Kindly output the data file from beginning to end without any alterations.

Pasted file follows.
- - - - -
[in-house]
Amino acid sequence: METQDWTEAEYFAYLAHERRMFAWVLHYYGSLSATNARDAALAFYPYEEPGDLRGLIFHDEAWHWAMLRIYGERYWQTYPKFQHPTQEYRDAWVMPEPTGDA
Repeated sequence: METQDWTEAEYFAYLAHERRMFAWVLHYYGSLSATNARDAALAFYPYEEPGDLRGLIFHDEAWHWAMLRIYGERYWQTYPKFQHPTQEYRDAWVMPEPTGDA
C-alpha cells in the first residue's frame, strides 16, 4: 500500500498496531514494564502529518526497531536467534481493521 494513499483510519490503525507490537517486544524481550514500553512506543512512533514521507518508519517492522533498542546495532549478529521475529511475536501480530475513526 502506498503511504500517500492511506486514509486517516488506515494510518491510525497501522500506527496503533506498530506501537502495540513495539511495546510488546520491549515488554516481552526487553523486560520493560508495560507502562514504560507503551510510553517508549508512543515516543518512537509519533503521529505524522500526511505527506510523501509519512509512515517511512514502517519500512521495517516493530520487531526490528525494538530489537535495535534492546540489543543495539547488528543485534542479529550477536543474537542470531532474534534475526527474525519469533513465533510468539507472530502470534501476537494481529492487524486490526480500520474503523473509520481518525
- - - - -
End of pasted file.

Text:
[in-house]
Amino acid sequence: METQDWTEAEYFAYLAHERRMFAWVLHYYGSLSATNARDAALAFYPYEEPGDLRGLIFHDEAWHWAMLRIYGERYWQTYPKFQHPTQEYRDAWVMPEPTGDA
Repeated sequence: METQDWTEAEYFAYLAHERRMFAWVLHYYGSLSATNARDAALAFYPYEEPGDLRGLIFHDEAWHWAMLRIYGERYWQTYPKFQHPTQEYRDAWVMPEPTGDA
C-alpha cells in the first residue's frame, strides 16, 4: 500500500498496531514494564502529518526497531536467534481493521 494513499483510519490503525507490537517486544524481550514500553512506543512512533514521507518508519517492522533498542546495532549478529521475529511475536501480530475513526 502506498503511504500517500492511506486514509486517516488506515494510518491510525497501522500506527496503533506498530506501537502495540513495539511495546510488546520491549515488554516481552526487553523486560520493560508495560507502562514504560507503551510510553517508549508512543515516543518512537509519533503521529505524522500526511505527506510523501509519512509512515517511512514502517519500512521495517516493530520487531526490528525494538530489537535495535534492546540489543543495539547488528543485534542479529550477536543474537542470531532474534534475526527474525519469533513465533510468539507472530502470534501476537494481529492487524486490526480500520474503523473509520481518525